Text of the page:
Published on March 30, 2008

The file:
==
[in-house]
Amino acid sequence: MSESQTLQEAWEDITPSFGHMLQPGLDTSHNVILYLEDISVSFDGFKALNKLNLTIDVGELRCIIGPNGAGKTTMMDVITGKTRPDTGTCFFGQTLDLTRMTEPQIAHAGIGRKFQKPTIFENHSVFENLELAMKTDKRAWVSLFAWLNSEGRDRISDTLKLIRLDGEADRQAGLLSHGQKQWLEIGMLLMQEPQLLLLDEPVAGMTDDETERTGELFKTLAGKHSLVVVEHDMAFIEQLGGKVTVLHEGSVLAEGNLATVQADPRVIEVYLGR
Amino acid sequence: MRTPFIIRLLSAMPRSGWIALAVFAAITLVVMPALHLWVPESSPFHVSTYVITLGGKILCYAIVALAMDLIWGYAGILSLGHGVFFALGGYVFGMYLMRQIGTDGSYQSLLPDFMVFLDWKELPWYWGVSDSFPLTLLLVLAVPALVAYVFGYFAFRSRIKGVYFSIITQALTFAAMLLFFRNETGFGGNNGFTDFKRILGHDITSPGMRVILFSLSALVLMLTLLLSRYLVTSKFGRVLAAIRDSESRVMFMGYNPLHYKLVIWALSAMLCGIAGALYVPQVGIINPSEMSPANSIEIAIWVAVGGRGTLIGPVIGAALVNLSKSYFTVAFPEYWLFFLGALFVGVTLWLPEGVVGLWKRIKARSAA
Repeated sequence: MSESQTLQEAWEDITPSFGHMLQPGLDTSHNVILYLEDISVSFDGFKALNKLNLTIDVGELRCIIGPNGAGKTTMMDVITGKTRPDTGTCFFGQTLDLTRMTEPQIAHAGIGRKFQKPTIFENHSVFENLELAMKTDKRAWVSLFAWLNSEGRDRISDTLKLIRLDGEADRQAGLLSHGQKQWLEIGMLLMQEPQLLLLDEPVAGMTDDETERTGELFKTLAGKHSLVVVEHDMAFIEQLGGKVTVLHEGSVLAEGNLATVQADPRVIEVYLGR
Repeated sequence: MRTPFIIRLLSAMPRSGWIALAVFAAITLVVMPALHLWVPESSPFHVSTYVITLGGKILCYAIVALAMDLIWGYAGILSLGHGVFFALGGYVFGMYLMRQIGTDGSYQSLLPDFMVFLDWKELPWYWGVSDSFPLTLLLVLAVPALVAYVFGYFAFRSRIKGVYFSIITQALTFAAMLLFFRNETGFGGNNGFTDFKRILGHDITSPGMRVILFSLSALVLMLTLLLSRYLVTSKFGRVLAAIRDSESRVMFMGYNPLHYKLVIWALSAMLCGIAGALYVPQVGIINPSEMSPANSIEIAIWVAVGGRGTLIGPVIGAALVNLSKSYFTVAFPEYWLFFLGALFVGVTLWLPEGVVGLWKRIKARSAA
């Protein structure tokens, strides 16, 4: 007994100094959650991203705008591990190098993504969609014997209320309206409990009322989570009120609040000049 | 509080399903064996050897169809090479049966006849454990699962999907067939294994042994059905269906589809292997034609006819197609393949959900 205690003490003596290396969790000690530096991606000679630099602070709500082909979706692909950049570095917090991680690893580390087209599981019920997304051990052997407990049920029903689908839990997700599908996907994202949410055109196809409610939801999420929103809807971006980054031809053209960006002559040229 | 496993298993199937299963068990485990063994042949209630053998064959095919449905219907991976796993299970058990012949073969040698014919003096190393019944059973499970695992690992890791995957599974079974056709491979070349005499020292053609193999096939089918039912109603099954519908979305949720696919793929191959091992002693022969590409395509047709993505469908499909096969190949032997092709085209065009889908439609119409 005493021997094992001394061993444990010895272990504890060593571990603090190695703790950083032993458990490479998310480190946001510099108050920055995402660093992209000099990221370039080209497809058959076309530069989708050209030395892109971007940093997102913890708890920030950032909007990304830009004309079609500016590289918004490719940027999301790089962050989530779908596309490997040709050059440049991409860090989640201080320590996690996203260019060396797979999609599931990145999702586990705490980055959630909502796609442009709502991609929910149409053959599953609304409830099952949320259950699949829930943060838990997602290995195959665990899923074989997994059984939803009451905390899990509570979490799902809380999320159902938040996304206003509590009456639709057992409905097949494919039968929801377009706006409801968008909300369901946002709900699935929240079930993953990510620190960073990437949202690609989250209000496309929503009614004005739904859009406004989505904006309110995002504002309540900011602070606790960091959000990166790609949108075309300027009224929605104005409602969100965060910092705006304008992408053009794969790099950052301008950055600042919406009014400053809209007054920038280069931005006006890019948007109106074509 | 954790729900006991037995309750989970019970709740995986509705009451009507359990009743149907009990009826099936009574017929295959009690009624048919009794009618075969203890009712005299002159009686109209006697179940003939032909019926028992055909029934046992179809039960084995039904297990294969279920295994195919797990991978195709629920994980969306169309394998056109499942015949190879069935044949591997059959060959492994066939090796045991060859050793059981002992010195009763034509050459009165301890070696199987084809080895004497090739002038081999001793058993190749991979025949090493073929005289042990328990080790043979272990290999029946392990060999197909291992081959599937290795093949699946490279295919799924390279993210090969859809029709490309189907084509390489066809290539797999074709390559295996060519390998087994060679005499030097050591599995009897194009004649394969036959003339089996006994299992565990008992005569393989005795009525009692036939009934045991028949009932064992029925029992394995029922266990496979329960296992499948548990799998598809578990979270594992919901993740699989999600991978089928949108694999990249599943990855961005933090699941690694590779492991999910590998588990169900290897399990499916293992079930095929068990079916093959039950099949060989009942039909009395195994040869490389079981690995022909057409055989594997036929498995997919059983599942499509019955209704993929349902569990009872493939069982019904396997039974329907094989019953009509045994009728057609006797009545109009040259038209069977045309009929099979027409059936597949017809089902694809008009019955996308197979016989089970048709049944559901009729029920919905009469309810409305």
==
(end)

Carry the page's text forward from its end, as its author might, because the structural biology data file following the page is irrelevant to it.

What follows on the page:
Avian Influenza: Avian Influenza Chuck Wright, RMO American Embassy Jakarta September 27,2005 Picture of Chickens: Picture of Chickens What is Influenza (also called Flu)?: What is Influenza (also called Flu)? The flu is a contagious respiratory illness caused by influenza viruses. It can cause mild to severe illness, and at times can lead to death. Every year in the United States, on average: 5% to 20% of the population gets the flu; more than 200,000 people are hospitalized from flu complications, and; about 36,000 people die from flu. Flu : Flu Flu is not the “common cold” that produces runny nose, cough, low grade fever. Flu occurs at certain times of the year in the Northern and Southern Hemispheres and year round in the Tropics Symptoms of Flu: Symptoms of Flu Symptoms of flu include: fever (usually high) headache extreme tiredness dry cough sore throat runny or stuffy nose muscle aches Stomach symptoms, such as nausea, vomiting, and diarrhea, also can occur but are more common in children than adults Bird Flu Cartoon: Bird Flu Cartoon Complications of Flu: Complications of Flu Complications of flu can include bacterial pneumonia, dehydration, and worsening of chronic medical conditions, such as congestive heart failure, asthma, or diabetes. Children may get sinus problems and ear infections. How Flu Spreads: How Flu Spreads Flu viruses spread in respiratory droplets caused by coughing and sneezing. They usually spread from person to person, though sometimes people become infected by touching something with flu viruses on it and then touching their mouth or nose. Most healthy adults may be able to infect others beginning 1 day before symptoms develop and up to 5 days after becoming sick. That means that you can pass on the flu to someone else before you know you are sick, as well as while you are sick. Cartoon: Cartoon Preventing the Flu: Get Vaccinated: Preventing the Flu: Get Vaccinated The "flu shot" -- an inactivated vaccine (containing killed virus) that is given with a needle. The flu shot is approved for use in people older than 6 months, including healthy people and people with chronic medical conditions. Influenza Pandemics During the 20th Century: Influenza Pandemics During the 20th Century 1918-19, "Spanish flu," [A (H1N1)], caused the highest number of known influenza deaths: more than 500,000 people died in the United States, and up to 50 million people may have died worldwide. Many people died within the first few days after infection, and others died of complications later. Nearly half of those who died were young, healthy adults. Influenza A (H1N1) viruses still circulate today after being introduced again into the human population in the 1970s. 1957-58, "Asian flu," [A (H2N2)], caused about 70,000 deaths in the United States. First identified in China in late February 1957, the Asian flu spread to the United States by June 1957. 1968-69, " Hong Kong flu," [A (H3N2)], caused about 34,000 deaths in the United States. This virus was first detected in Hong Kong in early 1968 and spread to the United States later that year. Influenza A (H3N2) viruses still circulate today. Both the 1957-58 and 1968-69 pandemics were caused by viruses containing a combination of genes from a human influenza virus and an avian influenza virus. The origin of the 1918-19 pandemic virus is not clear. Pandemic: A Worldwide Outbreak of Influenza: Pandemic: A Worldwide Outbreak of Influenza An influenza pandemic is a global outbreak of disease that occurs when a new influenza A virus appears or “emerges” in the human population, causes serious illness, and then spreads easily from person to person worldwide. Pandemics are different from seasonal outbreaks or “epidemics” of influenza. Seasonal outbreaks are caused by subtypes of influenza viruses that are already in existence among people, whereas pandemic outbreaks are caused by new subtypes or by subtypes that have never circulated among people or that have not circulated among people for a long time. Past influenza pandemics have led to high levels of illness, death, social disruption, and economic loss. Flu Travel Pic: Flu Travel Pic What is Avian Flu?: What is Avian Flu? Avian Flu is the bird version of our Human Flu. The current one is designated H5N1. These flu viruses occur naturally among birds. Wild birds worldwide carry the viruses in their intestines, but usually do not get sick from them. However, bird flu is very contagious among birds and can make some domesticated birds, including chickens, ducks, and turkeys, very sick and kill them. How are bird flu viruses different from human flu viruses?: How are bird flu viruses different from human flu viruses? When we talk about “bird flu” viruses, we are referring to those flu A subtypes that continue to occur mainly in birds. They do not usually infect humans, even though we know they can do so. When we talk about “human flu viruses” we are referring to those subtypes that occur widely in humans. There are only three known subtypes of human flu viruses (H1N1, H1N2, and H3N2); it is likely that some genetic parts of current human flu A viruses came from birds originally. Flu A viruses are constantly changing, and they might adapt over time to infect and spread among humans. Instances of Avian Influenza Infections in Humans: Instances of Avian Influenza Infections in Humans H5N1, Hong Kong, 1997 : Avian influenza A (H5N1) infections occurred in both poultry and humans. This was the first time an avian influenza virus had ever been found to transmit directly from birds to humans. During this outbreak, 18 people were hospitalized and six of them died. To control the outbreak, authorities killed about 1.5 million chickens to remove the source of the virus. H9N2, China and Hong Kong, 1999 : Avian influenza A H9N2 illness was confirmed in two children. Both patients recovered, and no additional cases were confirmed. H7N2, Virginia, 2002: Following an outbreak of H7N2 among poultry in the Shenandoah Valley poultry production area, one person was found to have serologic evidence of infection with H7N2. H5N1, China and Hong Kong, 2003 : Two cases of avian influenza A (H5N1) infection occurred among members of a Hong Kong family that had traveled to China. One person recovered, the other died. H7N7, Netherlands, 2003 : The Netherlands reported outbreaks of influenza A (H7N7) in poultry on several farms. Later, infections were reported among pigs and humans. In total, 89 people were confirmed to have H7N7 influenza virus infection associated with this poultry outbreak. These cases occurred mostly among poultry workers. H9N2, Hong Kong, 2003 : H9N2 infection was confirmed in a child in Hong Kong. The child was hospitalized but recovered. H7N2, New York, 2003: In November 2003, a patient with serious underlying medical conditions was admitted to a hospital in New York with respiratory symptoms. One of the initial laboratory tests identified an influenza A virus that was thought to be H1N1. The patient recovered and went home after a few weeks. Subsequent confirmatory tests conducted in March 2004 showed that the patient had been infected with an H7N2 avian influenza virus H5N1, Thailand and Vietnam, 2004: H7N3 in Canada , 2004: In February 2004, human infections of H7N3 among poultry workers were associated with an H7N3 outbreak among poultry. The H7N3-associated illnesses consisted of eye infections. H5N1, Thailand and Vietnam, 2004 and 2005: Beginning in late June 2004, new lethal outbreaks of H5N1 among poultry were reported by several countries in Asia. The new outbreaks of H5N1 in poultry in Asia were followed by renewed sporadic reporting of human cases of H5N1 infection in Vietnam and Thailand beginning in August and continuing into 2005. Of particular note is one isolated instance of probable limited human-to-human transmission occurring in Thailand in September. Symptoms of Avian Influenza in Humans: Symptoms of Avian Influenza in Humans The reported symptoms of avian influenza in humans have ranged from typical influenza-like symptoms (e.g., fever, cough, sore throat, and muscle aches) to eye infections (conjunctivitis), pneumonia, acute respiratory distress, viral pneumonia, and other severe and life-threatening complications. Transmission of Influenza A Viruses Between Animals and People : Transmission of Influenza A Viruses Between Animals and People Influenza A viruses are found in many different animals, including ducks, chickens, pigs, whales, horses, and seals. Avian influenza viruses may be transmitted to humans in two main ways: Directly from birds or from avian virus-contaminated environments to people. `Through an intermediate host, such as a pig. Bird Flu Cartoon: Bird Flu Cartoon How Influenza Viruses Change: Drift and Shift: How Influenza Viruses Change: Drift and Shift Influenza viruses can change in two different ways. One type is called "antigenic drift," which occurs through small changes in the virus that happen continually over time. Antigenic drift produces new virus strains that may not be recognized by antibodies to earlier influenza strains. The other type of change is called "antigenic shift." Antigenic shift is an abrupt, major change in the influenza A viruses, resulting in a new influenza virus that can infect humans and has a hemagglutinin protein or hemagglutinin and neuraminidase protein combination that has not been seen in humans for many years. Influenza viruses are changing by antigenic drift all the time, but antigenic shift happens only occasionally. The Worry?: The Worry? That the H5N1 virus will mutate into a “person to person” transmissible version and spread. The virus can share genetic material with a human flu virus through “reassortment” and become more virulent Pigs could be the intermediary host (receptors for both avian and human flu). No one knows if this will happen. What is the risk to humans from the H5N1 virus in Asia?: What is the risk to humans from the H5N1 virus in Asia? The H5N1 virus does not usually infect humans. So far, spread of H5N1 virus from person to person has been rare and spread has not continued beyond one person. How is bird flu in humans treated?: How is bird flu in humans treated? Studies suggest that the prescription medicines approved for human flu viruses would work in preventing bird flu infection in humans. However, flu viruses can become resistant to these drugs, so these medications may not always work. Bird Flu Cartoon: Bird Flu Cartoon Slide25: Graph from USAID; August 2005 Avian Influenza in Indonesia: Avian Influenza in Indonesia Confirmed in birds in 2003 Expanding epidemic in birds during 2004 Found among many species of birds and mammals (pigs) during 2004 and 2005 Human infections confirmed in July, August and September 2005 No current evidence of efficient and sustained transmission among humans Slide27: 60% of Indonesians live on Java & Bali Slide28: Confirmed H5N1 in Bird Populations Slide29: NAMRU-2 Influenza Surveillance Network Established Sites Expanded Sites (to rural clinics) Slide30: Where are we now? Flu and Media: Flu and Media How is infection with H5N1 virus in humans treated?: How is infection with H5N1 virus in humans treated? The H5N1 virus currently infecting birds in Asia that has caused human illness and death is resistant to amantadine and rimantadine, two antiviral medications commonly used for influenza. Two other antiviral medications, oseltamavir (Tamiflu) and zanamavir, would probably work to treat flu caused by the H5N1 virus, though studies still need to be done to prove that they work. Is there a vaccine to protect humans from H5N1 virus?: Is there a vaccine to protect humans from H5N1 virus? There currently is no vaccine to protect humans against the H5N1 virus that is being seen in Asia. However, vaccine development efforts are under way. Research studies to test a vaccine to protect humans against H5N1 virus began in April 2005. (Researchers are also working on a vaccine against H9N2, another bird flu virus subtype.) Recommendations: Recommendations Avoid all contact with poultry (e.g., chickens, ducks, geese, pigeons, quail) or any wild birds, and avoid settings where H5N1-infected poultry may be present, such as commercial or backyard poultry farms and live poultry markets. Do not eat uncooked or undercooked poultry or poultry products, including dishes made with uncooked poultry blood. As with other infectious illnesses, one of the most important preventive practices is careful and frequent handwashing. Cleaning your hands often, using either soap and water (or waterless, alcohol-based hand rubs when soap is not available and hands are not visibly soiled), removes potentially infectious materials from your skin and helps prevent disease transmission. CDC does not recommend the routine use of masks or other personal protective equipment while in public areas. Get a Flu Shot: Get a Flu Shot Prevents flu (but not Avian Flu) and thus keeps you healthy and avoids a disease that can look like Avian Flu Less loss of time from work Less chance that Avian Flu will mix with Human Flu When to get the Flu Shot: When to get the Flu Shot Embassy is giving it to all FSNs, their spouses and children around Oct 23rd. Embassy Americans can get it in the Health Unit once it arrives (watch for an announcement). Non Embassy employees – consult your doctor (SOS has it). Food Hygiene: Food Hygiene Separate raw meat from cooked or ready-to-eat foods. Do not use the same chopping board or the same knife for preparing raw meat and cooked or ready-to-eat foods. Do not handle either raw or cooked foods without washing your hands in between. Do not place cooked meat back on the same plate or surface it was on before it was cooked. All foods from poultry, including eggs and poultry blood, should be cooked thoroughly. Egg yolks should not be runny or liquid. Because influenza viruses are destroyed by heat, the cooking temperature for poultry meat should reach 70°C (158° F). Wash egg shells in soapy water before handling and cooking, and wash your hands afterwards. Do not use raw or soft-boiled eggs in foods that will not be cooked. After handling raw poultry or eggs, wash your hands and all surfaces and utensils thoroughly with soap and water. IF You Have Been Exposed: IF You Have Been Exposed Monitor your health for 10 days. If you become ill with fever and develop a cough or difficulty breathing, or if you develop any illness during this 10-day period, consult a health-care provider. Before you visit a health-care setting, tell the provider the following: 1) your symptoms 2) if you have had direct poultry contact, and 3) where you traveled. The U.S. embassy or consulate also can provide names and addresses of local physicians. Do not travel while sick, and limit contact with others as much as possible to help prevent the spread of any infectious illness. Tamiflu : Tamiflu The Embassy has this medication and can provide it to employees who are infected or exposed. Non-Embassy employees should contact their doctor about how to access a supply if they are infected Sources of Information: Sources of Information http://jakarta.usembassy.gov/ http://www.cdc.gov/flu/avian/ http://www.wpro.who.int/avian_flu/ Questions????: Questions????